Can I Sue for Pain and Suffering or Emotional Distress in Texas?

Personal injury lawsuits include more than just the visible or physical injuries one can sustain during an accident. Most people think of broken bones, wounds, concussions and similar injuries during a car crash. However, in the State of Texas, trauma can go beyond these injuries, which means you can file for emotional distress as a form of pain and suffering. If you would like to pursue compensation for emotional distress, you should work with a reliable auto accident attorney.

Can I Sue for Pain and Suffering or Emotional Distress in Texas

Emotional Distress Defined

Emotional distress refers to mental suffering caused by the actions of other individuals. The other person may have done it on purpose or accidentally. These two causes are often pointed out in tort law:

  • Intentional Infliction of Emotional Distress (IIED): This cause refers to cases where another person intentionally caused you to suffer severe emotional distress. This cause is often cited in cases involving abuse and assault. Courts don’t allow people to file lawsuits just because the other person’s behavior upsets them. You must prove that the other person intentionally caused you mental anguish. To help make a successful IIED claim, it can help if you have experienced physical reactions because of the other person’s behavior. For instance, if you developed tremors after a car crash, that can aid in proving an IIED claim.
  • Negligent Infliction of Emotional Distress (NIED): This cause refers to situations where the emotional distress caused by the other person was not intended, such as in some car accidents. However, negligence is involved, which is why the other party is liable for the charges. Again, a physical reaction to the other party’s negligent action can help prove your case.
  • Bystander Lawsuit: Bystander cases are a legal subset of NIED and can be filed by relatives or other people witnessing the car crash. Even if you weren’t in the car when the accident occurred, you could still file an emotional distress suit if what you witnessed caused you emotional and psychological pain and suffering. For example, you were standing on the curb when the accident happened, but you also saw the negligent driver hit your spouse while crossing the street before the cars collided. Aside from the physical injury claims your spouse can make, you can also claim emotional distress because of the incident. You can file the same case even if you arrived late after the accident and developed emotional distress symptoms after seeing your spouse’s injuries.

NIED is the more common type of emotional distress reported by car crash victims. A skilled car accident lawyer will be an invaluable resource to help identify the facts of the incident that led to your emotional trauma. In addition, your auto accident attorney will help you file a personal injury lawsuit for pedestrian, motorcycle, truck and car accidents.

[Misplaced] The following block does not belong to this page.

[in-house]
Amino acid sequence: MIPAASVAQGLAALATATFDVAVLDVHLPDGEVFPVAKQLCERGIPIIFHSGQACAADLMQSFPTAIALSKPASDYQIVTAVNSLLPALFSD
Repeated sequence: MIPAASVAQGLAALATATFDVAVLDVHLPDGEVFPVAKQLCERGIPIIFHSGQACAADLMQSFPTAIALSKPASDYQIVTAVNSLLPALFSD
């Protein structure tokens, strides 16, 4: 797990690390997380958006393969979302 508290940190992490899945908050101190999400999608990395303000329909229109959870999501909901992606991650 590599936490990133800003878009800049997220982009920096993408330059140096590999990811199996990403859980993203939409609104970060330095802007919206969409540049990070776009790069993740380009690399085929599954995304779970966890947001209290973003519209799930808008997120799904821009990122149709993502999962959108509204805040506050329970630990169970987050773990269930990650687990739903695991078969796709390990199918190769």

Examples of Emotional Distress

Emotional distress manifests in various ways. An experienced auto accident attorney can point out the following symptoms and gather related evidence:

  • Unexplained aches and pain
  • Loss of interest
  • Excessive sleeping
  • Guilt
  • Eating disorders
  • Anxiety and depression
  • Panic attacks
  • Suicidal thoughts
  • Hopelessness
  • Post-traumatic stress disorder

In some severe cases of emotional distress, some additional symptoms may develop which will require mental health treatment:

  • Sudden changes in performance at work or school
  • Developing disruptive behavior
  • Withdrawal symptoms
  • Aggression

When you or your loved one develops any of these latter symptoms, the condition may require counseling, therapy and medication.

Suing for Emotional Distress

Suing for emotional distress is similar to other complaints that you can file in court. Your car accident lawyer can ensure that you have all bases covered and that all the necessary documentation and evidence are ready for presentation. This documentation includes the following:

  • Document your emotional distress
  • Cost of treatment
  • Financial losses
  • Lost wages
  • Pain and suffering
  • Loss of employment
  • Expert witness testimonies
  • Photographs of the incident
  • Mental evaluations

How Much Can I Be Compensated For Emotional Distress?

The amount of compensation for emotional distress varies from one victim to the other. The court will evaluate the evidence presented by your attorney and determine if what was presented can be justified. Sometimes, you can enter a per diem agreement with the driver at fault.

These agreements assign a dollar amount for the distress you have suffered. This amount will then be multiplied by the number of days starting at the time of the accident until the last day of your treatment.

Another option that may be presented to you is called the multiplier method. This is a claim-based method and will consider the severity of the injury. In this method, you will take the cost of your financial damages and then multiply it by the assigned multiplier for your emotional distress. Again, consult your attorney to decide which of these methods best suits your case.

Work With a Seasoned Lawyer To Get the Emotional Distress Claim You Deserve

Emotional distress claims can sometimes be difficult to prove in court. However, with the help of an experienced legal counsel, you can get the compensation you deserve. The Law Offices of David Kohm has extensive experience working with personal injury cases for over 30 years, winning damages for emotional distress.

To learn more about your options, call today at any of our convenient locations and get a free consultation.

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